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Couple finds gold: $10M discovery, 1,427 gold coins sitting under shade of tree

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When a couple finds gold right in their own backyard, it’s certainly reason to share news of the $10 million discovery. Exactly 1,427 coins were discovered in a Northern California county property, and the gold pieces all date back between the years of 1847 to 1894. Money MSN shares this Tuesday, Feb. 25, 2014, that the incredible unearthing was made under the shadow of a very old tree while the pair was walking their dog.

Earlier this week in aptly named Gold Country property, a couple found gold — worth no less than $10 million in total — that has since been proven authentic. Almost every single one of the 1,427 coins was discovered in mint condition and now stands an uncirculated form of money. An official from the Professional Coin Grading Service of Santa Ana verified that they are indeed a priceless find.

In actuality, the face value of the gold coins only adds up to a much smaller (though still not insignificant sum) of $27,000. It’s the rarity of these pieces that the coin expert believes will land the couple some big bucks, as some of the pieces are worth to certain collectors a potential $1 million per item.

According to a spokesperson for the excited duo involved in the couple finds gold discovery:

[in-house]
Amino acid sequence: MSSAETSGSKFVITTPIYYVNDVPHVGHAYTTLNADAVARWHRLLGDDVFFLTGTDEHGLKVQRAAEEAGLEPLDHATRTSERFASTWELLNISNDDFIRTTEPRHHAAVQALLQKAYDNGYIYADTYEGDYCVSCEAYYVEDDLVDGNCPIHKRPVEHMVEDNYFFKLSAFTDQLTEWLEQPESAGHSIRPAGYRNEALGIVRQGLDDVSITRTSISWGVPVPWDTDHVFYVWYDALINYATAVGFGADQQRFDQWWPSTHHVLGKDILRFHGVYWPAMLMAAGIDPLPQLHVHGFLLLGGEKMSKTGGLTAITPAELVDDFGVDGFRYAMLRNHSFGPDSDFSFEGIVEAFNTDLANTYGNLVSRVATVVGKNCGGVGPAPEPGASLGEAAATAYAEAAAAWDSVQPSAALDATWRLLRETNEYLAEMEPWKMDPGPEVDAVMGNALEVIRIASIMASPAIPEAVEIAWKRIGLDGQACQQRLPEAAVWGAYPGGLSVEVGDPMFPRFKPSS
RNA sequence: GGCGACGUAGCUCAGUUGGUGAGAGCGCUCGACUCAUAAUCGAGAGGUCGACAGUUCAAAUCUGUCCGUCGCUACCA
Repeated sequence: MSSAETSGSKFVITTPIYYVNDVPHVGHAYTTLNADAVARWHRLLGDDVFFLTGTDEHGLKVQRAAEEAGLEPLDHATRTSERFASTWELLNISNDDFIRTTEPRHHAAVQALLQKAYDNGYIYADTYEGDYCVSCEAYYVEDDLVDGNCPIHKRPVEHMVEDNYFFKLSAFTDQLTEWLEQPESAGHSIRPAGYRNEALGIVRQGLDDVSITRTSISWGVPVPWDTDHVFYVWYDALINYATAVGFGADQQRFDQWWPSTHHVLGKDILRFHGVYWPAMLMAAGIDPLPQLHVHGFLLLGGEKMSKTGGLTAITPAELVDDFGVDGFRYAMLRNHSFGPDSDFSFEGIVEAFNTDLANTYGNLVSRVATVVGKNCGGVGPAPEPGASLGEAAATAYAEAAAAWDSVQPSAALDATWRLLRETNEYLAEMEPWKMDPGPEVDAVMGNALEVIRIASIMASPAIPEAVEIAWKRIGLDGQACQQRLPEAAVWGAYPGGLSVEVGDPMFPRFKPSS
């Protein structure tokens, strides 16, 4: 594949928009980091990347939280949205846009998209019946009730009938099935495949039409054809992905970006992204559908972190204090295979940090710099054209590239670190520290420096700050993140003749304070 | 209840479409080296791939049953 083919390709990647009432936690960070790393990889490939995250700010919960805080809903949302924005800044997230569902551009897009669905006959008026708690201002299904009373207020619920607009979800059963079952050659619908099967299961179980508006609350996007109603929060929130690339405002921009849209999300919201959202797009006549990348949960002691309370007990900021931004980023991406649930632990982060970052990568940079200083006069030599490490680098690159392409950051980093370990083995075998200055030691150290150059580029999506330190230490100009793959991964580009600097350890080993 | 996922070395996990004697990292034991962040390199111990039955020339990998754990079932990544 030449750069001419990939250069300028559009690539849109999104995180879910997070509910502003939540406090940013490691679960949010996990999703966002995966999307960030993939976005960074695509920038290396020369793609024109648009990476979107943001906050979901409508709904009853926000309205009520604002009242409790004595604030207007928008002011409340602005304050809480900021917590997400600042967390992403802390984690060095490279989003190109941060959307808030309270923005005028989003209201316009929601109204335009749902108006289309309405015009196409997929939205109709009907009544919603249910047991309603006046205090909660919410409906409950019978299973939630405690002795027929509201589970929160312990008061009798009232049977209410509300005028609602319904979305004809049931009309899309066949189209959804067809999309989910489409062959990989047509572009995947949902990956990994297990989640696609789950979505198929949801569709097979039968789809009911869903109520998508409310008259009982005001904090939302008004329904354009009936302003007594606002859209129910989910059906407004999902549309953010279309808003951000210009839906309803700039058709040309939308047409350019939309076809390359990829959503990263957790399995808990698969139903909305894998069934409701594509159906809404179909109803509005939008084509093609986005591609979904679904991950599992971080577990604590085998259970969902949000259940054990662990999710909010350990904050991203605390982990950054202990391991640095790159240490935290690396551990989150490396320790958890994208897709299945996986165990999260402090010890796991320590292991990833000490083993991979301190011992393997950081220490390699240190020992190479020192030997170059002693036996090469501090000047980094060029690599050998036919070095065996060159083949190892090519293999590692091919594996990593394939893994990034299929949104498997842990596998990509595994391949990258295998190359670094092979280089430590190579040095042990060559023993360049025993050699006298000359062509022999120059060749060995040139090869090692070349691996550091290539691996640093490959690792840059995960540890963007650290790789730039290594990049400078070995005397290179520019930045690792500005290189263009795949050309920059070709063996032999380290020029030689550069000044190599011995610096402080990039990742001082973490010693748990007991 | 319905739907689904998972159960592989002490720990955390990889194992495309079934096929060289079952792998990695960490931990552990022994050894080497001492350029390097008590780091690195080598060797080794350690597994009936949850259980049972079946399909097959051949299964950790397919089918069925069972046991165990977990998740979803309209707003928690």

"I don't like to say once-in-a-lifetime for anything, but you don't get an opportunity to handle this kind of material, a treasure like this, ever," affirmed veteran numismatist Don Kagin, who is representing the finders. "It's like they found the pot of gold at the end of the rainbow."

Kagin went on to say that the massive discovery was literally found on a regular dog walking expedition on the couple’s northern California property. The golden treasure was buried under the shade of an old tree, and this couple isn’t new to coins. In fact, they have been in the rare business for over 80 years, though the couple admits they have literally no idea who might have ever left all that money just hidden there.

The pair has asked that they stay anonymous after the $10 million unearthing, because they don’t want people hurrying to their Californian property in a literal gold rush. The spokesperson said that the couple doesn’t intend to use the money selfishly — their gold coin find won’t really change the way they work or live.

"Their concern was this would change the way everyone else would look at them, and they're pretty happy with the lifestyle they have today," he said.

At this time, the couple’s plans for this massive discovery appears to first pay off any remaining bills they have, donate to several local charities, sell some of the coins on Amazon, and finally maybe even keep a few pieces for their own collection.

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